So I had some time to kill before an interview with the Bitter Esters Brewhouse brewer this morning (more on that later), and I happened across this article about a “Facebook cleanse” on Slate. Since I’m off of Facebook for the summer, it called out to me. Would I find some helpful hints for more fulfilling FB use when I re-engage with the site? Would it shock me? Would I decide to delete my account altogether?
The answer is no for most of those questions. The author, Dan Kois, explained that he uses the birthday feed to pick friends to either keep or eliminate, and that was a novel idea. If the person who is having the birthday is one Dan would truly want to wish a “Happy birthday,” they remain friends. If not, that person gets off’d. So that was a new concept to me-definitely one I like. But when I signed up for FB it was to keep in touch with people all around the world. Who knows when I’ll need a recipe from Thailand, or a place to crash in California? See, for me, despite its annoyances, FB is like a big, modern Rolodex. Yes, I do genuinely care about many of my friends on the site, and want to wish them a good day on their date of birth. So the “signal-to-noise” ratio of worth to worthless on the site is overwhelming, but not so much so that I want to delete people for just posting dumb comments.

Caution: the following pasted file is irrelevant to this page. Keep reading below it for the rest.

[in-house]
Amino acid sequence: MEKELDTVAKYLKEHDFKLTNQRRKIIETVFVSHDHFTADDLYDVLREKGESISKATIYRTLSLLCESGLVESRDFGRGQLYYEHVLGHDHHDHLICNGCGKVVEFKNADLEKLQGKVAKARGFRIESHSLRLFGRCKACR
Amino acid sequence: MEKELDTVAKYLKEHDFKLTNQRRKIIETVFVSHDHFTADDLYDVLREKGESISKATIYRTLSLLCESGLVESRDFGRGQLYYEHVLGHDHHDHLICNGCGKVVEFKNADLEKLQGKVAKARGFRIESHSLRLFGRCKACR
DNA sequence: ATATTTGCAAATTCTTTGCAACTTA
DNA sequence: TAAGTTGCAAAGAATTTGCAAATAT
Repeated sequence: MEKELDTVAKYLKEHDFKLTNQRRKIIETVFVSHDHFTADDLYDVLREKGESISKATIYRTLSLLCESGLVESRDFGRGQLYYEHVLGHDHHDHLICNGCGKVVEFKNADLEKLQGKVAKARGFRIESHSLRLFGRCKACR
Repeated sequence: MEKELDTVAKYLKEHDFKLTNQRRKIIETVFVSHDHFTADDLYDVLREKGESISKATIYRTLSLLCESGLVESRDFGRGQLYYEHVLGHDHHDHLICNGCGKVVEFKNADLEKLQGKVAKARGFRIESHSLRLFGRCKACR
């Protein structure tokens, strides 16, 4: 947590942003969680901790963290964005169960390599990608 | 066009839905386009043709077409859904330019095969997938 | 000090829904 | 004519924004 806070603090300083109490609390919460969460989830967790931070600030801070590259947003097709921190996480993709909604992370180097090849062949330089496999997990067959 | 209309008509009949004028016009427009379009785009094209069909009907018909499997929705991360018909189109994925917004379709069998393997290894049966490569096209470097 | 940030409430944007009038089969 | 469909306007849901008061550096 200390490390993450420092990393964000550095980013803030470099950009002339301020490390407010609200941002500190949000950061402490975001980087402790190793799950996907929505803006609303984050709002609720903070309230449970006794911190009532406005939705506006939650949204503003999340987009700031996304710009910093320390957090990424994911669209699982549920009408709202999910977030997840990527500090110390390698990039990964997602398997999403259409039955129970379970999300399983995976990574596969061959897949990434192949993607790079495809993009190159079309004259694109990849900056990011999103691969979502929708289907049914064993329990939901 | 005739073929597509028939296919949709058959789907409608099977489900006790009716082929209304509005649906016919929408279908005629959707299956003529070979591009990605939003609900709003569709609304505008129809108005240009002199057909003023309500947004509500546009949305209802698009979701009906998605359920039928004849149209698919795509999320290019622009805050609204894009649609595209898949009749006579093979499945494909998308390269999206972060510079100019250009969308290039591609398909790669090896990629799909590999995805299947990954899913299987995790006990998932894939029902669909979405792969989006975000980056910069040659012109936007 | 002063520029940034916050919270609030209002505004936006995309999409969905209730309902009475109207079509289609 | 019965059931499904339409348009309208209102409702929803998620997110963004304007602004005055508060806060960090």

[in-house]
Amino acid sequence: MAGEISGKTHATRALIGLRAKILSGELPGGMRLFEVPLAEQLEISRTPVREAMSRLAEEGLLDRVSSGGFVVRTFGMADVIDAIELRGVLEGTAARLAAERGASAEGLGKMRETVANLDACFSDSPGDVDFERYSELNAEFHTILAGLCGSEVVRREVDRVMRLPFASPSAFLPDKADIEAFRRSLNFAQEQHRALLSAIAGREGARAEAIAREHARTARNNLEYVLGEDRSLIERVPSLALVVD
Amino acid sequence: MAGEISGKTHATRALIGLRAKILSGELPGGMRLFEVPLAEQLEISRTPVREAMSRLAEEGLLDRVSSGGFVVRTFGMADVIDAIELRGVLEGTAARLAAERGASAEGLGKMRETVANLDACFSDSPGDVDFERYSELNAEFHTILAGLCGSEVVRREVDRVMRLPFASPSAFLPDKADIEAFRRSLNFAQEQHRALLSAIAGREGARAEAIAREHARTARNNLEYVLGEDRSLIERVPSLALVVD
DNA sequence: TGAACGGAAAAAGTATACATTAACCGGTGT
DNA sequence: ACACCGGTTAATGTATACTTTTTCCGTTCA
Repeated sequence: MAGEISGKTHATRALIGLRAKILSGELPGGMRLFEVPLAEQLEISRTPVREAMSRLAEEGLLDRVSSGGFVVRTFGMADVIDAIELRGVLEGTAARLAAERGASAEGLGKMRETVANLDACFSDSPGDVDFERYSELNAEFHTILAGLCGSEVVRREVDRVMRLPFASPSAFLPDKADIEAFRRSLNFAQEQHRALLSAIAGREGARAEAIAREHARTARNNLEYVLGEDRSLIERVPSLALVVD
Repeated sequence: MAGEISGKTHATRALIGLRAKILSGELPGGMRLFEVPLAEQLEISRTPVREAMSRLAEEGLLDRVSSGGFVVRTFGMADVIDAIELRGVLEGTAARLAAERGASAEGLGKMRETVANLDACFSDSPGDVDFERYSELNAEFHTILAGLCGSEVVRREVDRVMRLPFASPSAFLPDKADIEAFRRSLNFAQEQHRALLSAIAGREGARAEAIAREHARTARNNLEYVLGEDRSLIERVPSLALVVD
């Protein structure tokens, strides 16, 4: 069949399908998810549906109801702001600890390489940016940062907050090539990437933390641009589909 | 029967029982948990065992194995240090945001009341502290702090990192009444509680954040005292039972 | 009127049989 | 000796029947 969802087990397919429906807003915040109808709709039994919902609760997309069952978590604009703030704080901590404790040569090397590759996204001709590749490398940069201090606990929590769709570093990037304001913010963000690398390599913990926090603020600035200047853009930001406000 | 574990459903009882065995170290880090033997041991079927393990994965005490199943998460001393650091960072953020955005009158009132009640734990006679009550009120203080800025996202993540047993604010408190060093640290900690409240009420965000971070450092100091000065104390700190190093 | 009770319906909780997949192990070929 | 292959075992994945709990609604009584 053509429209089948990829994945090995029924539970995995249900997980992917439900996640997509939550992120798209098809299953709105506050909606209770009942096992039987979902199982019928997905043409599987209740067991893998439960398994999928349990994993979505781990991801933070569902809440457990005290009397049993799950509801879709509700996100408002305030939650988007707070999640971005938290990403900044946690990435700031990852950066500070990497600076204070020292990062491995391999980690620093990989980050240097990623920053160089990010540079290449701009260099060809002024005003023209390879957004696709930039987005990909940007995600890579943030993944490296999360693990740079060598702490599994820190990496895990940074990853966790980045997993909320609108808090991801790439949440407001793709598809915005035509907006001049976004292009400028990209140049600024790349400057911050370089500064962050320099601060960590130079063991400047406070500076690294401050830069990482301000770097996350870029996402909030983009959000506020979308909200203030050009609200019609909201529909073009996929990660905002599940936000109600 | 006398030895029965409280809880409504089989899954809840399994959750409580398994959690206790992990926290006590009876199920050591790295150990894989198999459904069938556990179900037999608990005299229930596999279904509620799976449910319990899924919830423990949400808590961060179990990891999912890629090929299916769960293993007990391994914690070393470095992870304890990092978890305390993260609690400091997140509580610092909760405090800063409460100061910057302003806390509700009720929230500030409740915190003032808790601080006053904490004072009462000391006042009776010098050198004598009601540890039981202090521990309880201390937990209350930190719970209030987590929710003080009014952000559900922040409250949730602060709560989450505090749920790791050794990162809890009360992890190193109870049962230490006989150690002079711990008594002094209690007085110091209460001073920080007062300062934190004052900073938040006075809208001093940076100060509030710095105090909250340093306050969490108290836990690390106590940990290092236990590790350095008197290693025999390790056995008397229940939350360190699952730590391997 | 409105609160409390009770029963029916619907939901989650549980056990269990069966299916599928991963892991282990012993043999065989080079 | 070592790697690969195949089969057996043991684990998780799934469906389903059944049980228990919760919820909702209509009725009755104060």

No, for me, getting a Candy “Crush” or “FlappyBird” or whatever game request over and over and over… that’s the kind of noise that helps me decide who to off. And really, at less than a month into my summer without Facebook, I’m doing just fine knowing those friends are there, if I need them. I mean, those friends and I have each other’s phone numbers and email addresses. Even snail mail addresses! Why yes, I DO actually use snail mail to correspond with friends.
So although I potentially sound crass in my need for FB–networking–it’s not like I’m the only one: Kois himself admits that he friended random people just to grow his “brand.” I’m not trying to grow a brand on FB, so that’s not my need there. I would like to think I can still use FB in the way I intended when I signed up for it years ago. Which means I probably won’t use the Bday scroll any more or any differently than I do now.
Because really… if we are friends in real life but don’t hang out because a) we live on different continents, FB isn’t the thing that will draw us together– only a trip will. And if b) we are friends who live near each other but don’t hang out anyway, we aren’t missing each other on Facebook anymore than we are in the real world.